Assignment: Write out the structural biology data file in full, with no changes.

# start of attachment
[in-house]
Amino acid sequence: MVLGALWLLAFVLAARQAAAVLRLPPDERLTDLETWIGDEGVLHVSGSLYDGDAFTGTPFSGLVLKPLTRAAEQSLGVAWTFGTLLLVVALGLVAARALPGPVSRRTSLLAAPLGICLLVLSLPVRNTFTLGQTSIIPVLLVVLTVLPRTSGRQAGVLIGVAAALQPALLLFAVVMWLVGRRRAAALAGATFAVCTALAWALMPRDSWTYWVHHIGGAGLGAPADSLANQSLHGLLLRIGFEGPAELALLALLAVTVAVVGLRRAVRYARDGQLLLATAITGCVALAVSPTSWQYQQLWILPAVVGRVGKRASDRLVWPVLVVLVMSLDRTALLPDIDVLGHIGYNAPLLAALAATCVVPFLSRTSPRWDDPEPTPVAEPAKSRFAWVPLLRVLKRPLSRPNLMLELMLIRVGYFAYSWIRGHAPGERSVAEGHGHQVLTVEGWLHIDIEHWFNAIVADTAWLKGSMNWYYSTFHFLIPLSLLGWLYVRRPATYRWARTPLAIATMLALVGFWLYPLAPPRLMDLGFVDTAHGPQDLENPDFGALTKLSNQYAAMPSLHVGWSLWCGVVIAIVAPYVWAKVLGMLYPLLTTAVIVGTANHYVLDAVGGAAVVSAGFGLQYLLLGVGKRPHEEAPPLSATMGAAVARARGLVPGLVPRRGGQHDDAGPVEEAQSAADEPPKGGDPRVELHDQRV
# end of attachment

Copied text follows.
[in-house]
Amino acid sequence: MVLGALWLLAFVLAARQAAAVLRLPPDERLTDLETWIGDEGVLHVSGSLYDGDAFTGTPFSGLVLKPLTRAAEQSLGVAWTFGTLLLVVALGLVAARALPGPVSRRTSLLAAPLGICLLVLSLPVRNTFTLGQTSIIPVLLVVLTVLPRTSGRQAGVLIGVAAALQPALLLFAVVMWLVGRRRAAALAGATFAVCTALAWALMPRDSWTYWVHHIGGAGLGAPADSLANQSLHGLLLRIGFEGPAELALLALLAVTVAVVGLRRAVRYARDGQLLLATAITGCVALAVSPTSWQYQQLWILPAVVGRVGKRASDRLVWPVLVVLVMSLDRTALLPDIDVLGHIGYNAPLLAALAATCVVPFLSRTSPRWDDPEPTPVAEPAKSRFAWVPLLRVLKRPLSRPNLMLELMLIRVGYFAYSWIRGHAPGERSVAEGHGHQVLTVEGWLHIDIEHWFNAIVADTAWLKGSMNWYYSTFHFLIPLSLLGWLYVRRPATYRWARTPLAIATMLALVGFWLYPLAPPRLMDLGFVDTAHGPQDLENPDFGALTKLSNQYAAMPSLHVGWSLWCGVVIAIVAPYVWAKVLGMLYPLLTTAVIVGTANHYVLDAVGGAAVVSAGFGLQYLLLGVGKRPHEEAPPLSATMGAAVARARGLVPGLVPRRGGQHDDAGPVEEAQSAADEPPKGGDPRVELHDQRV